What are Speech Disorders? Speech refers to the communication and expression of our thoughts in spoken words. The sounds we make, voice clarity and speech fluency all affect the way we express ourselves in a clear and effective manner. Speech disorders can be detected and eliminated from a young age when using the right therapy.
Speech Disorders include:
Articulation Disorder | this occurs when one or more of the articulators in our mouth i.e. tongue, teeth, palate and/or lips are not moved in a precise and rapid manner. This affects the clarity of our speech. It is a specific kind of motor learning.
Phonological Disorder | this occurs when the systems and/or patterns of phonemes are mixed up. That is, the child is able to produce the sound on its own but in spoken words, cannot arrange the phonemes to make meaningful words.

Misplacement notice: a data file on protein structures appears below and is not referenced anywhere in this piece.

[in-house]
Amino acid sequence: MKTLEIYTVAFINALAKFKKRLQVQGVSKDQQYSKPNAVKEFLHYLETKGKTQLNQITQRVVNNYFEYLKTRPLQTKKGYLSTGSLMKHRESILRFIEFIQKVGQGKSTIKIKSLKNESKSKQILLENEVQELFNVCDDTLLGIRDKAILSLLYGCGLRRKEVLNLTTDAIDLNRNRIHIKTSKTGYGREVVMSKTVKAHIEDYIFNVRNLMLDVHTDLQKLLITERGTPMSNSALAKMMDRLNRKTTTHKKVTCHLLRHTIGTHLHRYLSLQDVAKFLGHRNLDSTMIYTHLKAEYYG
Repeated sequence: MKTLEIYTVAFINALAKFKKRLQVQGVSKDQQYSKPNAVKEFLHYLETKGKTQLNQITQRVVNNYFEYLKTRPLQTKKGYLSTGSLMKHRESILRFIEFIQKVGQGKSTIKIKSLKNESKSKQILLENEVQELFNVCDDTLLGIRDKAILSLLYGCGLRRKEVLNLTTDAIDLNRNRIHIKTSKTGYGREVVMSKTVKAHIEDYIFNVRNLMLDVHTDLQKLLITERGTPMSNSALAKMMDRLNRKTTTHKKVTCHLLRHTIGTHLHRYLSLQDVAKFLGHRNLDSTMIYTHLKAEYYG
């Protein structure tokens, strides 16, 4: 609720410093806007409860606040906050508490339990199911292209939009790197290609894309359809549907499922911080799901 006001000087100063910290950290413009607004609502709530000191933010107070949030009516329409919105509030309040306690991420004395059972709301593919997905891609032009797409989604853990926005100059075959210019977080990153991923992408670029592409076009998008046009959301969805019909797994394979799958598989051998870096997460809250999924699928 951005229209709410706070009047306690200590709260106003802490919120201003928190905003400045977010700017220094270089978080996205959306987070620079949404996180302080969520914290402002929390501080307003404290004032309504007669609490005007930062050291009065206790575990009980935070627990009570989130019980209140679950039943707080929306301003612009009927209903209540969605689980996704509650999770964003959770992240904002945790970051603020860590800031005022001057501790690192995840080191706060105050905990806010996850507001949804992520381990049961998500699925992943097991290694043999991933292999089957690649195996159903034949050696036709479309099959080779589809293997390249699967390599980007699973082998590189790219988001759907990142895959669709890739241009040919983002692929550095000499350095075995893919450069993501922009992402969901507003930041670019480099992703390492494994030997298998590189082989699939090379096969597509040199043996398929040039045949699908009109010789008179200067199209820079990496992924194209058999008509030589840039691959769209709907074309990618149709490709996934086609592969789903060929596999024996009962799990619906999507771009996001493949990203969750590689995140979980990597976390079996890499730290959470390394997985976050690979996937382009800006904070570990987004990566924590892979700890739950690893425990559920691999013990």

Childhood Apraxia of Speech | this occurs when the execution of the sounds in words are disordered. It affects the expressive communication including the sequence of sounds, prosodic features and the use of correct sounds. Errors are inconsistent.
Stuttering | this occurs when natural verbal speech is interrupted by blocks, repetition and prolongations of sounds and words. Stuttering makes it hard for communication to be smooth and easy to follow. The cause of stuttering is unknown but can occur with children from the age of 2. Treating stuttering at a young age is preferable. Research shows that early intervention treatment, between the ages of 2 and 7 years, is most effective.
Voice Disorder | this is a medical condition affecting the voice quality, pitch and volume. There are various causes and types of voice disorders. Some of which include: vocal cord nodules and polyps, vocal cord paralysis and dysphonia. Voice disorders are most often treatable when the underlying cause or condition is known.
Does my child have a Speech Delay? If you are concerned about your child’s speech, please feel free to complete our online Speech and Language Checklist